President Donald Trump said Monday he's in no rush to respond to a coordinated attack that hit Saudi Arabia's oil industry over the weekend.Marketsread more
The price of oil could go sharply higher, depending on the duration of the disruption at Saudi oil facilities and whether there is a military response.Powering the Futureread more
Energy stocks, one of the worst-performing sectors this year, spiked Monday after an attack on Saudi Arabia's heart of oil production Saturday sent oil prices soaring.Marketsread more
The Saudi-led military coalition battling Yemen's Houthi movement said on Monday that the attack on Saudi oil plants was carried out by Iranian weapons and did not originate...Oilread more
After a series of setbacks on the road to an initial public offering, the parent company of real estate start-up WeWork is delaying the move, sources told CNBC Monday.Technologyread more
"The United States military, with our interagency team, is working with our partners to address this unprecedented attack and defend the international rules-based order that...Politicsread more
Crude oil's spike following attacks on Saudi Arabia's energy supply has experts weighing whether or not the gains will last.ETF Edgeread more
"In the old days, the averages would've plunged on this kind of oil shock. I know because I've lived through a bunch of them, starting in 1973," Jim Cramer says.Mad Money with Jim Cramerread more
Traders in the fed funds futures market on Monday were pricing in a 34% chance that the Fed will stay put on rates.The Fedread more
The meeting comes amid months of stalled trade talks between Washington and New Delhi, resulting in both sides taking retaliatory measures.Asia Politicsread more
Gas prices could rise by about 20 cents per gallon "starting tomorrow," oil analyst Andy Lipow says Monday.Oil and Gasread more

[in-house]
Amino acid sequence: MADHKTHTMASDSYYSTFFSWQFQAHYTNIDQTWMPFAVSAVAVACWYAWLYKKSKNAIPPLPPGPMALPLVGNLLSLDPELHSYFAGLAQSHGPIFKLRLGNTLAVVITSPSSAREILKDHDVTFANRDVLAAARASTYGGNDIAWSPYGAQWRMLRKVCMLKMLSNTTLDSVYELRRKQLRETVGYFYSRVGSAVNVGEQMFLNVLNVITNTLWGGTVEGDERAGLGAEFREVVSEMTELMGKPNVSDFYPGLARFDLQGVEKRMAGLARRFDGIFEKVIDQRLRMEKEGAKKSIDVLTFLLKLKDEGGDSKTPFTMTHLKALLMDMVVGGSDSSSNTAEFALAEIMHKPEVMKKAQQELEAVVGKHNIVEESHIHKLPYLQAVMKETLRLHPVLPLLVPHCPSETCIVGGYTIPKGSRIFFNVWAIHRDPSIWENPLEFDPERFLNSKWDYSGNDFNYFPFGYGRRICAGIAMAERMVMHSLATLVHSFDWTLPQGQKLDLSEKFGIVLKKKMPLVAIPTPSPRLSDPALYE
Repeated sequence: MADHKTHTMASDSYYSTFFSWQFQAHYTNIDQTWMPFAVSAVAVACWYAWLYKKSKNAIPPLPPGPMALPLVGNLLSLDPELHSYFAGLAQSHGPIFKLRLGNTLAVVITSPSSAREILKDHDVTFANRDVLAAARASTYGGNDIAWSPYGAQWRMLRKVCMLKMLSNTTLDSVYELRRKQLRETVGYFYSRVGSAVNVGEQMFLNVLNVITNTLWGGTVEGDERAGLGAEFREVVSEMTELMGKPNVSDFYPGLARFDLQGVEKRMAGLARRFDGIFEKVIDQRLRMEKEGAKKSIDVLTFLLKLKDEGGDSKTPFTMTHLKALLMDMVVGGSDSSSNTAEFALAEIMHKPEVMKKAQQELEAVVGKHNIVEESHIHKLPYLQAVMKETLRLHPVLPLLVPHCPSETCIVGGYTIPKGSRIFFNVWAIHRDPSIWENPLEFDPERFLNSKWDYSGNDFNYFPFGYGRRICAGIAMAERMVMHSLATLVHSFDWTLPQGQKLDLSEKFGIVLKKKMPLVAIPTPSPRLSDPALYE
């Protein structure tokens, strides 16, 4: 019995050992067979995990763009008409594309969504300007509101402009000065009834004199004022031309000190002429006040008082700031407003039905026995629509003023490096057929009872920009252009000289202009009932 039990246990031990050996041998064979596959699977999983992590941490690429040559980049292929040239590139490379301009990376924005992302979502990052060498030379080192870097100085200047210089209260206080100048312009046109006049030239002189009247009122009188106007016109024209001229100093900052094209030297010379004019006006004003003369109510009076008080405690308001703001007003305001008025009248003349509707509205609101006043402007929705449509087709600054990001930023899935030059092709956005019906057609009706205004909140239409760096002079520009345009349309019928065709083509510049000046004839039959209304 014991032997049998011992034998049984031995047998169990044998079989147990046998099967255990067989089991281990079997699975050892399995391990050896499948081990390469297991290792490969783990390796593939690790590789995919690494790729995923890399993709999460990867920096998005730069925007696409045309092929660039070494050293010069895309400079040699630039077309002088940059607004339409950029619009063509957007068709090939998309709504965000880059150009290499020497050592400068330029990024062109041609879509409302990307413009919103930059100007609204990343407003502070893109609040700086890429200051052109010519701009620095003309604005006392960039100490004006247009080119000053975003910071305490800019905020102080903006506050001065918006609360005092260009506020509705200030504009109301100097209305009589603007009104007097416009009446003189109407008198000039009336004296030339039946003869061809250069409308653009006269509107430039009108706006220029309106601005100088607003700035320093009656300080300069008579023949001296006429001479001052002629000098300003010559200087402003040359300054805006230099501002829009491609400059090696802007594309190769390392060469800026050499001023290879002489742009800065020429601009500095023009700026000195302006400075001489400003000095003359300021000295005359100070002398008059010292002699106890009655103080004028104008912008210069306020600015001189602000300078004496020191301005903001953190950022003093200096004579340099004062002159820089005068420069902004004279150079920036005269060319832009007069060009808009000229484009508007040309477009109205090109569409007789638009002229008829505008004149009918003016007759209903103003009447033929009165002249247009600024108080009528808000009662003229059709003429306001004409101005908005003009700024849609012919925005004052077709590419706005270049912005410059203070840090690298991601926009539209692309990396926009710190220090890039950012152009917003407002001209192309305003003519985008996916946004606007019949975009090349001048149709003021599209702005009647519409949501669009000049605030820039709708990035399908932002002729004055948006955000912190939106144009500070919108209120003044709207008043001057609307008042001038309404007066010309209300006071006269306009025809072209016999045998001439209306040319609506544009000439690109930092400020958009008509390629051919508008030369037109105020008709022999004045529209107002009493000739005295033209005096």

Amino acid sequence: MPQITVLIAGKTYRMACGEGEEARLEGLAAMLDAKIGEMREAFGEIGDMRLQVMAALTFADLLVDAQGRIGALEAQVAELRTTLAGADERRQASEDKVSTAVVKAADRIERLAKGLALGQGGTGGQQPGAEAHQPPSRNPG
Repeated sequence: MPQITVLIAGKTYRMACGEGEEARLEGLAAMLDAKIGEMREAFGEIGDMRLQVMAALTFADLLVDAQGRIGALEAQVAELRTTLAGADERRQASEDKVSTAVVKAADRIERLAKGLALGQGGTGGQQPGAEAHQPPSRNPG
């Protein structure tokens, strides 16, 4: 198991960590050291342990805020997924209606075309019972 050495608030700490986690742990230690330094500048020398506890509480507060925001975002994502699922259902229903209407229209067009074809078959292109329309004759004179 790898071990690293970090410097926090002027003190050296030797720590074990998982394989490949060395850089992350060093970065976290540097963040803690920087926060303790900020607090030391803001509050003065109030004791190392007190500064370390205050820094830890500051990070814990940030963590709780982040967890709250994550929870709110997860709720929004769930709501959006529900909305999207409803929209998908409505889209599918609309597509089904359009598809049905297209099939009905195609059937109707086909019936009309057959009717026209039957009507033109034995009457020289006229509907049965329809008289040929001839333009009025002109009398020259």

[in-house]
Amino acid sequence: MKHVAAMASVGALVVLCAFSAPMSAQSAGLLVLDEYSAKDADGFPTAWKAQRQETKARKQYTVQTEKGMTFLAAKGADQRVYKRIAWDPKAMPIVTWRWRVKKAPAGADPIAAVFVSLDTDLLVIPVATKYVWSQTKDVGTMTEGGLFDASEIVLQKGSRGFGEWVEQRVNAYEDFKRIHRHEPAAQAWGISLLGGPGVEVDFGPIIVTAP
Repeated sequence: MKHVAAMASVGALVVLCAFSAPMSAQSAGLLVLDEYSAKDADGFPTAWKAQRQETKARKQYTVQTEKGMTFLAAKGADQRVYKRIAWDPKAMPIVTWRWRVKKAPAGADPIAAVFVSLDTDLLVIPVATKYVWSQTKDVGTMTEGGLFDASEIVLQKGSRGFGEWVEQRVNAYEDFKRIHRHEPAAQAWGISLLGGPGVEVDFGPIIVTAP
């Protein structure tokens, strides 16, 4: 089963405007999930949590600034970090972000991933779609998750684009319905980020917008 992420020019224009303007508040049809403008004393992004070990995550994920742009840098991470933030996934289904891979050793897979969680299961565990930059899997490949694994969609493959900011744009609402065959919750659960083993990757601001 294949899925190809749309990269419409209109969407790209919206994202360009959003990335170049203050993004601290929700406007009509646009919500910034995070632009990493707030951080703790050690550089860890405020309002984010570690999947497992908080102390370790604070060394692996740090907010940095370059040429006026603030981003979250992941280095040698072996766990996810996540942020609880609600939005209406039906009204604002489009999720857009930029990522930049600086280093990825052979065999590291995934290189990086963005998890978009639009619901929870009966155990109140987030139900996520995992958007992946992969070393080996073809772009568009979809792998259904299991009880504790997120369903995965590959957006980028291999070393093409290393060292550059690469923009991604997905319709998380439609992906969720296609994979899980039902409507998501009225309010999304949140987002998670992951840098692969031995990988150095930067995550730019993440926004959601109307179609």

The stock market would be down even further if the Federal Reserve chose not to raise interest rates last week, former Wells Fargo CEO Richard Kovacevich contended Wednesday.
The absence of a December hike would have signaled to the market that monetary policy is being determined by President Donald Trump, who has been critical of the central bank's policies, said Kovacevich. "And I can't think of a greater risk to our economy if that were the case," he said in an interview with CNBC's "Squawk on the Street."
The Fed last week raised rates, despite warnings from Trump, and lowered its rate hike projection for 2019 from three to two. That eventually led to a stock sell-off, which caused the the Dow Jones Industrial Average and Nasdaq last week to see their biggest weekly losses in more than 10 years. The had its worst week since August 2011. The market rout spilled over into the following week with Wall Street seeing its worst Christmas Eve trading session ever.
As of Monday's close, the S&P 500 is in bear market territory. (A "bear market" is when stocks see a 20 percent decline or more from a recent high.)
But Kovacevich, who was CEO of the third-largest U.S. bank for nearly a decade, argued that the sell-off is actually more of a "Trump slump." He said markets are down because of the president's latest conflicts, including the partial government shutdown, trade and reports he was considering firing Fed Chief Jerome Powell.
Other Wall Street veterans, including widely followed economist Mohamed El-Erian and UBS' Art Cashin, have argued Powell was forced to go through with a fourth rate hike this year due to the risk of appearing politically coerced.
Trump has repeatedly expressed frustration with the Fed's moves to raise rates this year, arguing the central bank could disrupt the U.S. economic recovery.
However, Powell denied last week that the Fed's decision-making has been influenced by any political pressure.
Looking to 2019, Kovacevich reiterated Wednesday that he anticipates the two interest rate hikes — in March and June. He then expects the Fed to pause for about six months to see what happens.